However, again, this recommendation is not identified by the Panel as an immediate or priority area for reform.
The Harper Panel also considered the availability of information for consumers, noting that markets work best when consumers are empowered to make informed decisions. In this context, the Panel recognised that comparator websites, including in relation to private health insurance, can assist consumers to analyse their options for products and make it easier for new firms to enter markets.
However, the Panel noted the importance of ensuring that comparator websites serve as accurate decision-making tools and that consumers trust their operation. The Panel pointed to the risks identified in the ACCC's December report on comparator websites and noted the ACCC's plans to release best-practice guidelines to assist comparator website operators and businesses to comply with Australia’s competition and consumer protection laws.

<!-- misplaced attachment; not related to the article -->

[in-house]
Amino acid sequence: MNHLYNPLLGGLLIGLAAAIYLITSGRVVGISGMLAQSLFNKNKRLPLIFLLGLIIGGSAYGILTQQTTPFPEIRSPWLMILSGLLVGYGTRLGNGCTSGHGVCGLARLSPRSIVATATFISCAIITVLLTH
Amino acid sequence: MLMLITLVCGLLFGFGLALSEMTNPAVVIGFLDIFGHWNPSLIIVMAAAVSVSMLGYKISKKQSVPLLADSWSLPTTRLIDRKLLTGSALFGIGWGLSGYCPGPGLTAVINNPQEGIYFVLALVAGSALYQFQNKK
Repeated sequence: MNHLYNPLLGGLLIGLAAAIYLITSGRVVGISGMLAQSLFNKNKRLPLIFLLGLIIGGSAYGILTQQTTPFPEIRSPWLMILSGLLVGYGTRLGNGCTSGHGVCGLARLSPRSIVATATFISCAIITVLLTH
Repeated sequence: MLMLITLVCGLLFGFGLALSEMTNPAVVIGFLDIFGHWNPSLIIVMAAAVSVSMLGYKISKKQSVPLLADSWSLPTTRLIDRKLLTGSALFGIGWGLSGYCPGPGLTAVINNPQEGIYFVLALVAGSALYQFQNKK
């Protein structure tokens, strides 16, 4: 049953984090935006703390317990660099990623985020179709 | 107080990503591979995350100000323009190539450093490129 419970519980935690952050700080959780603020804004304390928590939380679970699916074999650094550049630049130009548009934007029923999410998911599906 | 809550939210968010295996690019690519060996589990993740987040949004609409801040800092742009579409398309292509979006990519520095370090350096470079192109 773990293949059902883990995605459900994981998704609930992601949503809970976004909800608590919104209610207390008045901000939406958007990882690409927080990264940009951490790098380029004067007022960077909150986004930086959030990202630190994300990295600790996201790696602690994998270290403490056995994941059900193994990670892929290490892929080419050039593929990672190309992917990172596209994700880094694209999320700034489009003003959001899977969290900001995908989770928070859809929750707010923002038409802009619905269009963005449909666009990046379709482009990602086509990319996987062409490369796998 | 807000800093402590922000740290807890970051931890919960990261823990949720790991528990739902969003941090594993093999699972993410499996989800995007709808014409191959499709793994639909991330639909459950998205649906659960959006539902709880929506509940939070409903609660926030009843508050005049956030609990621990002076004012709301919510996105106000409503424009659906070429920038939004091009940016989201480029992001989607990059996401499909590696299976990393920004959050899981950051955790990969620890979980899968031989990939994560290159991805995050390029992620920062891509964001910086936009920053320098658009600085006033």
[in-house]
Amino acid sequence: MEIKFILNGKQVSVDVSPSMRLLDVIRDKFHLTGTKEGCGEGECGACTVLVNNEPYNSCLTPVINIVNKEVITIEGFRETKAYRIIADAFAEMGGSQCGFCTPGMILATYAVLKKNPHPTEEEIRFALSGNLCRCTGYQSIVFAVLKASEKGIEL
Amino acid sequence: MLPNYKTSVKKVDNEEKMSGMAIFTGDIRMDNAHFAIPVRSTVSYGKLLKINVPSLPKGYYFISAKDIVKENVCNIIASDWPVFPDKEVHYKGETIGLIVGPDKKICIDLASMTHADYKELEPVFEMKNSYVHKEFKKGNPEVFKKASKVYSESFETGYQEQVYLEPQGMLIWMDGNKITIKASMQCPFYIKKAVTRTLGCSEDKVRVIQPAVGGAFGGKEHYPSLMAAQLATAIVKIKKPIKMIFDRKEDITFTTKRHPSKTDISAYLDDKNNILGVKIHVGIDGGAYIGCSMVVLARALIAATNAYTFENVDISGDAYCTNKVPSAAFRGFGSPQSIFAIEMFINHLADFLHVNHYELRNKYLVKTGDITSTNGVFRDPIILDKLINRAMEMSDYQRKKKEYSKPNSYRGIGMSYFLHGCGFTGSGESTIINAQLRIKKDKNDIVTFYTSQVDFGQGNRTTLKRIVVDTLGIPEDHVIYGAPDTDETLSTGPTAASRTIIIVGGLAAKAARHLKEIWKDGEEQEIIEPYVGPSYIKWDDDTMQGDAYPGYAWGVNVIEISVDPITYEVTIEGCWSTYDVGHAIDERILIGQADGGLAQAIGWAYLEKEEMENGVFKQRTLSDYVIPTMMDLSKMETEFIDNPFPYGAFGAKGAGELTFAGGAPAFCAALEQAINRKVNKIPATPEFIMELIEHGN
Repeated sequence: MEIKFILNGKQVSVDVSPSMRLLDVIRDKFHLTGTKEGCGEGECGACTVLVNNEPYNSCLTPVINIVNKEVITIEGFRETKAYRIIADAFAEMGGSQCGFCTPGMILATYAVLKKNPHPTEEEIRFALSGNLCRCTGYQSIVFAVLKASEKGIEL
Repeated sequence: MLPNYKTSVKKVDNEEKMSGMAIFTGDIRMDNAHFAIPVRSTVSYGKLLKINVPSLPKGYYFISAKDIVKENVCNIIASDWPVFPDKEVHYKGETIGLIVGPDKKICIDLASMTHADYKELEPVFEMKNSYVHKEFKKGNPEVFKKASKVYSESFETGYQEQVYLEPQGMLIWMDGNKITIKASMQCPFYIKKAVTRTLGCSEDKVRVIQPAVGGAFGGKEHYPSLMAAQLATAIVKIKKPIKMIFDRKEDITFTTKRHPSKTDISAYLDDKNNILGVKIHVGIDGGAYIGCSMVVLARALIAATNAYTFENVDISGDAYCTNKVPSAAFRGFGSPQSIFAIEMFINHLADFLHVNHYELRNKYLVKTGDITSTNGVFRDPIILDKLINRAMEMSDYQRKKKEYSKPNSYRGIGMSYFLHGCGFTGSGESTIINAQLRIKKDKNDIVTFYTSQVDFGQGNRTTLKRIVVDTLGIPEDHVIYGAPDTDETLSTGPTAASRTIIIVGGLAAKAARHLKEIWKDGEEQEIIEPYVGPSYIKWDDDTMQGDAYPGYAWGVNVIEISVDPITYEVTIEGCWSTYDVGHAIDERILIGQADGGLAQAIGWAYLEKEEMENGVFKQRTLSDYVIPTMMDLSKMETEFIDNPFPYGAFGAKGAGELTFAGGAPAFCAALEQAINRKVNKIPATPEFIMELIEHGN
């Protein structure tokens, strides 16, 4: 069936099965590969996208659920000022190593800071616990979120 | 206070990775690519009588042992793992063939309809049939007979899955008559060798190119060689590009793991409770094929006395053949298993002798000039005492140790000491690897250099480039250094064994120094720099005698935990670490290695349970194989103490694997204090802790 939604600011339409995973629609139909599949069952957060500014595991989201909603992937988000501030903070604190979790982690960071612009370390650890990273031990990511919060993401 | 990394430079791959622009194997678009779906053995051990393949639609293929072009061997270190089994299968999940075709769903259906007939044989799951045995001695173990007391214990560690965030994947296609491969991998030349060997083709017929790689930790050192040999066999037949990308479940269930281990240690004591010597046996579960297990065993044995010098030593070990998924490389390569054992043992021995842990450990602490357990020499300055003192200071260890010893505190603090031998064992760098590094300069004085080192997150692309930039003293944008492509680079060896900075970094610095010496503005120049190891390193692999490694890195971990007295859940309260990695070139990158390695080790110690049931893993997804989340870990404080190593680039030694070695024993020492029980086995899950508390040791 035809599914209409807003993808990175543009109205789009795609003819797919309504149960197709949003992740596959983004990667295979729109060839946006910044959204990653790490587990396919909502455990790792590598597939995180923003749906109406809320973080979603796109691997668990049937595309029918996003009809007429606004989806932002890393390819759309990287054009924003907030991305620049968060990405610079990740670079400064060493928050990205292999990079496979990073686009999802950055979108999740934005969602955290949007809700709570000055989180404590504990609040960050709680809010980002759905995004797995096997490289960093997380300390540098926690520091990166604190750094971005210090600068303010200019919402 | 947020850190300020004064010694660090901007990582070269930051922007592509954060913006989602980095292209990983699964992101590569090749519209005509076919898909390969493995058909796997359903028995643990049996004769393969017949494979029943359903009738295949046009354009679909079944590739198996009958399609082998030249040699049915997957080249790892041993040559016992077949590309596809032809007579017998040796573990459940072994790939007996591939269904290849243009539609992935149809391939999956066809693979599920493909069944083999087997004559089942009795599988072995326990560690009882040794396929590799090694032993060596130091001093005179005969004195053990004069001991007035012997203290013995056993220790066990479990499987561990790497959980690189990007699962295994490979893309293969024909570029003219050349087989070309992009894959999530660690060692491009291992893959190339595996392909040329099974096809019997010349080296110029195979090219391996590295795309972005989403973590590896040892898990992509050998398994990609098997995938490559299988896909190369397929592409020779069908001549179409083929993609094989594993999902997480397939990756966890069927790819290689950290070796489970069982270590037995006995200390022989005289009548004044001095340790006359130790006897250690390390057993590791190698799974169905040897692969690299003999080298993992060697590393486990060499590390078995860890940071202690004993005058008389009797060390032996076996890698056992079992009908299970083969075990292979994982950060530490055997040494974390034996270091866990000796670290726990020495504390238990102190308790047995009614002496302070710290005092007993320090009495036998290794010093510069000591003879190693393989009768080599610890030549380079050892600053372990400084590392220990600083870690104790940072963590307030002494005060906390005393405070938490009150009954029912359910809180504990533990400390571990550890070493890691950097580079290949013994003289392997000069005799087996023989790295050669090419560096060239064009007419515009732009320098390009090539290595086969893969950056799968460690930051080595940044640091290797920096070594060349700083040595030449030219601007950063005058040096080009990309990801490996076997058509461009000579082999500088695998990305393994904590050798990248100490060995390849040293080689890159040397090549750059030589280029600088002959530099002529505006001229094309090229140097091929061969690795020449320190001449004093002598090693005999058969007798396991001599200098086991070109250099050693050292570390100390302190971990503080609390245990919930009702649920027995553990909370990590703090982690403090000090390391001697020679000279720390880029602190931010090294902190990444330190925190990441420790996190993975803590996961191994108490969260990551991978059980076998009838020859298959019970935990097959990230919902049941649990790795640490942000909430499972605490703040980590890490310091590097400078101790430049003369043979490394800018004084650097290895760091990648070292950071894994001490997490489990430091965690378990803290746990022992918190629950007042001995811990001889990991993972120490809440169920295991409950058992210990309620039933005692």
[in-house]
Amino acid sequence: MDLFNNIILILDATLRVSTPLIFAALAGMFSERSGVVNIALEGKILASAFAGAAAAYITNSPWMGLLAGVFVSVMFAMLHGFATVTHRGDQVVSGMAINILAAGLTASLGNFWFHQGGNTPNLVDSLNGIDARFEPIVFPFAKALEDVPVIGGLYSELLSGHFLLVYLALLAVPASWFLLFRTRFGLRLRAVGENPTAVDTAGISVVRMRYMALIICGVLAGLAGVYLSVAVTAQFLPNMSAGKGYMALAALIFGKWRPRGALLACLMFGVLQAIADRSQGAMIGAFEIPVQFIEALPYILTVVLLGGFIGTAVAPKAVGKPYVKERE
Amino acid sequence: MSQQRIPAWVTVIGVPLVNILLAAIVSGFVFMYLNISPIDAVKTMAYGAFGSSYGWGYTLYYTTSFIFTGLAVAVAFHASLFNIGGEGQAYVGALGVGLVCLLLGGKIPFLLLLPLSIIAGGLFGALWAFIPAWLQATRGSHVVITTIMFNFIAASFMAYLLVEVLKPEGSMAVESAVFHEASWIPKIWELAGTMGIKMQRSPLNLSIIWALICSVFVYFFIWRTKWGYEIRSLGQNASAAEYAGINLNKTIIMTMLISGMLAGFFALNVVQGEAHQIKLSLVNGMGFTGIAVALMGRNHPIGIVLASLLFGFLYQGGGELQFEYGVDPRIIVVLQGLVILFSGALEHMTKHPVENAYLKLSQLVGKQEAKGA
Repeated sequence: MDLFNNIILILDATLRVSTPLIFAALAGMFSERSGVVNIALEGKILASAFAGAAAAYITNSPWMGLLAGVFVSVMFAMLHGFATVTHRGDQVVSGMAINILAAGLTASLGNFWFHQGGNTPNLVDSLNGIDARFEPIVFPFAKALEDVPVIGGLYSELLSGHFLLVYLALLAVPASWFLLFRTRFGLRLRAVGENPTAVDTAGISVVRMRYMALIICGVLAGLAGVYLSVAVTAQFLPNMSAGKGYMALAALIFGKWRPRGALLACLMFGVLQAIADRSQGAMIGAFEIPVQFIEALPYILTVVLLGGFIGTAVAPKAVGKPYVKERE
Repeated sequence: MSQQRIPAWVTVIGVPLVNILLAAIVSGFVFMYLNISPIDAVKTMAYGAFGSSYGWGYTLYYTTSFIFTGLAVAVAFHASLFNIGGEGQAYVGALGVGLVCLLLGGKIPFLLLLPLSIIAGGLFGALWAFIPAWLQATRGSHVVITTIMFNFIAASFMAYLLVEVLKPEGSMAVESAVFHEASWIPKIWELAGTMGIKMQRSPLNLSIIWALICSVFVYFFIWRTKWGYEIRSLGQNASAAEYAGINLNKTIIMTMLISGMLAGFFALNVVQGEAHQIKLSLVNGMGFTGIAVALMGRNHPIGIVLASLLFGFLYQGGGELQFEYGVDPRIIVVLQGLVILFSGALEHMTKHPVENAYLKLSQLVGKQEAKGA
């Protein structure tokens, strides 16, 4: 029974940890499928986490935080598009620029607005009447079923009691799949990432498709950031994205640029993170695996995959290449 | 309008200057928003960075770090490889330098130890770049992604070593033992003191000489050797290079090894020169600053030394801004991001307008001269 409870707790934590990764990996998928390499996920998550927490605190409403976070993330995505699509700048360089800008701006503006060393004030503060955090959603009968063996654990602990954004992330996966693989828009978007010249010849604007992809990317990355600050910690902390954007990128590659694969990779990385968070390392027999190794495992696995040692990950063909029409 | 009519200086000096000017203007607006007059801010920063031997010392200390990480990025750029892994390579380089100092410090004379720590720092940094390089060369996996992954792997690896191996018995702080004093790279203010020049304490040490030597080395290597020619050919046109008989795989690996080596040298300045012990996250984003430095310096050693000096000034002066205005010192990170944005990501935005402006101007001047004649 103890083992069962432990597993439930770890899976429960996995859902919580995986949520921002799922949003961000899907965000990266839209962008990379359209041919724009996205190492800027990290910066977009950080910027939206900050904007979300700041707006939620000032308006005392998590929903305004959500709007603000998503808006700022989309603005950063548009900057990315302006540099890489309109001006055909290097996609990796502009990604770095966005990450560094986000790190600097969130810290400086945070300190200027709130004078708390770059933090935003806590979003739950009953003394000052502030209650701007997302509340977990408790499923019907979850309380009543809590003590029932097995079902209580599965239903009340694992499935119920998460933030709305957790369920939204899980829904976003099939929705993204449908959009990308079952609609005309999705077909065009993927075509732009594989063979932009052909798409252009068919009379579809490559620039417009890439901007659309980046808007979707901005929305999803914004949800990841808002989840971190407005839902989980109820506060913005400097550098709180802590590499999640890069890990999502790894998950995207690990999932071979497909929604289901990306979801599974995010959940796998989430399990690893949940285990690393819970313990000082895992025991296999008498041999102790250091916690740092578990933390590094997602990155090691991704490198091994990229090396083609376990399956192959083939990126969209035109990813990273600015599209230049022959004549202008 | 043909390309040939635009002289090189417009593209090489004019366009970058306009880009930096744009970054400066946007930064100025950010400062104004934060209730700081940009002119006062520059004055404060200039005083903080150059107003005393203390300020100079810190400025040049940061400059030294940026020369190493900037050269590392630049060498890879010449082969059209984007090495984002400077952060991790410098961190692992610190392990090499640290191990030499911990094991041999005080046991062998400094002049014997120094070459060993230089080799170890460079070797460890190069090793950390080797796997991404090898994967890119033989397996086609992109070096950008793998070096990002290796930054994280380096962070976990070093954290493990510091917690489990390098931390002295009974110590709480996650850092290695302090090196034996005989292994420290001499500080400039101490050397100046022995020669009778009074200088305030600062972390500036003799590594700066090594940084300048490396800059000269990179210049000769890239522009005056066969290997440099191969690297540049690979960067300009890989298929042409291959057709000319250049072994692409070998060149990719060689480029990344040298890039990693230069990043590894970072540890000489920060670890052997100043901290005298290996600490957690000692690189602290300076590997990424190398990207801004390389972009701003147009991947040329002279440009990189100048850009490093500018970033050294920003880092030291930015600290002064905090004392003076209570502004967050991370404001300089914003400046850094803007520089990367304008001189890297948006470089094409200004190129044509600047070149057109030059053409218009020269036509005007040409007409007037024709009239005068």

PROPOSED AMENDMENTS TO THE MISUSE OF MARKET POWER PROHIBITION
One of the most significant competition law reforms recommended by the Harper Review concerns the prohibition against misuse of market power, contained in section 46 of the CCA.
The Harper Review recommends subjecting unilateral conduct by firms with market power to a "substantial lessening of competition" (SLC) test (Proposed s46). If implemented, these amendments would extend section 46 beyond the "misuse of market power" and would make it easier to prove a contravention.
If implemented, the key implications would be:
- Expanded reach: Removing the nexus between the conduct and the market power would increase the scope of conduct caught by the provision beyond the "misuse of market power" to conduct by certain companies that has the purpose or effect of substantially lessening competition.
- Contraventions easier to prove: History suggests that an effects test is easier to prove than a purpose test.
- Transitional Uncertainty. The SLC test would not apply to misuse of market power cases in the same way as it applies in other contexts.
We expand on each of these issues below: